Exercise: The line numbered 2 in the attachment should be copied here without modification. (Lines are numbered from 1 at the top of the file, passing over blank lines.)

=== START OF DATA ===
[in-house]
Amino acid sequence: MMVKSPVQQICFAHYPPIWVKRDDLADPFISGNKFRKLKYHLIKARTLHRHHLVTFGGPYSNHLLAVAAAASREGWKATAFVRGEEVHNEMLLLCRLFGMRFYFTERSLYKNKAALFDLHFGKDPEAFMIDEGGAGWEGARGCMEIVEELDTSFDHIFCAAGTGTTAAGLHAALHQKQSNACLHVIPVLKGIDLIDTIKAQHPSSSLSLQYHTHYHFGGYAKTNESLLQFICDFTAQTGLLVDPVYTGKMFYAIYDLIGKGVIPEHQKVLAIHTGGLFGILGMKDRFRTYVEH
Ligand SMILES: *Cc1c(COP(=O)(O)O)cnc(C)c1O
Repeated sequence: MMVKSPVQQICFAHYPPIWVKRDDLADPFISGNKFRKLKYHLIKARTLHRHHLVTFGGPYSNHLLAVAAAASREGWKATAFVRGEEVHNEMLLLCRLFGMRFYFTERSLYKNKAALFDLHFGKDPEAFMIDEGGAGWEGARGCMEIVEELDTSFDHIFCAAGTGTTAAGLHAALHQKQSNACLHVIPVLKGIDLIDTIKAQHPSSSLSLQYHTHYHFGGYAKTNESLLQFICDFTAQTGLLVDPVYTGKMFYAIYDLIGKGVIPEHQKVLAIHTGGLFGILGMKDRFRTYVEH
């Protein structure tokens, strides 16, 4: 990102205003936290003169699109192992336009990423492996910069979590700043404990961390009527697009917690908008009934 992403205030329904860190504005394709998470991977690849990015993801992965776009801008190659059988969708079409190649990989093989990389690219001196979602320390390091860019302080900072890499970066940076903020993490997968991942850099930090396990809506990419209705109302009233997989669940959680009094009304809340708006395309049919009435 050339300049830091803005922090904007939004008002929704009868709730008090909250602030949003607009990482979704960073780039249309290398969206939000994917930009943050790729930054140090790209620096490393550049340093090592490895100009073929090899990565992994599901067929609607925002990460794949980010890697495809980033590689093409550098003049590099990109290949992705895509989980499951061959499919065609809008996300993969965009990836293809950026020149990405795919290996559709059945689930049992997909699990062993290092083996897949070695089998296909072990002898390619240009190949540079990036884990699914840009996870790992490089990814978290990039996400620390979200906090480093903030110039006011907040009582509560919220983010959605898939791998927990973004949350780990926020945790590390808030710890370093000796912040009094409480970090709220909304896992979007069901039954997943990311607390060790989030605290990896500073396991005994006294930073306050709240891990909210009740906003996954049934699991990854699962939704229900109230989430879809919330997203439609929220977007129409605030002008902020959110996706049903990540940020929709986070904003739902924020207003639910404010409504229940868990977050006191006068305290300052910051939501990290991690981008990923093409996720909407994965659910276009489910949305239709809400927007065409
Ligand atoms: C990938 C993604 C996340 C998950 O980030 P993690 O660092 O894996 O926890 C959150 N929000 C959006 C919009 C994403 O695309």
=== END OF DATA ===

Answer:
Amino acid sequence: MMVKSPVQQICFAHYPPIWVKRDDLADPFISGNKFRKLKYHLIKARTLHRHHLVTFGGPYSNHLLAVAAAASREGWKATAFVRGEEVHNEMLLLCRLFGMRFYFTERSLYKNKAALFDLHFGKDPEAFMIDEGGAGWEGARGCMEIVEELDTSFDHIFCAAGTGTTAAGLHAALHQKQSNACLHVIPVLKGIDLIDTIKAQHPSSSLSLQYHTHYHFGGYAKTNESLLQFICDFTAQTGLLVDPVYTGKMFYAIYDLIGKGVIPEHQKVLAIHTGGLFGILGMKDRFRTYVEH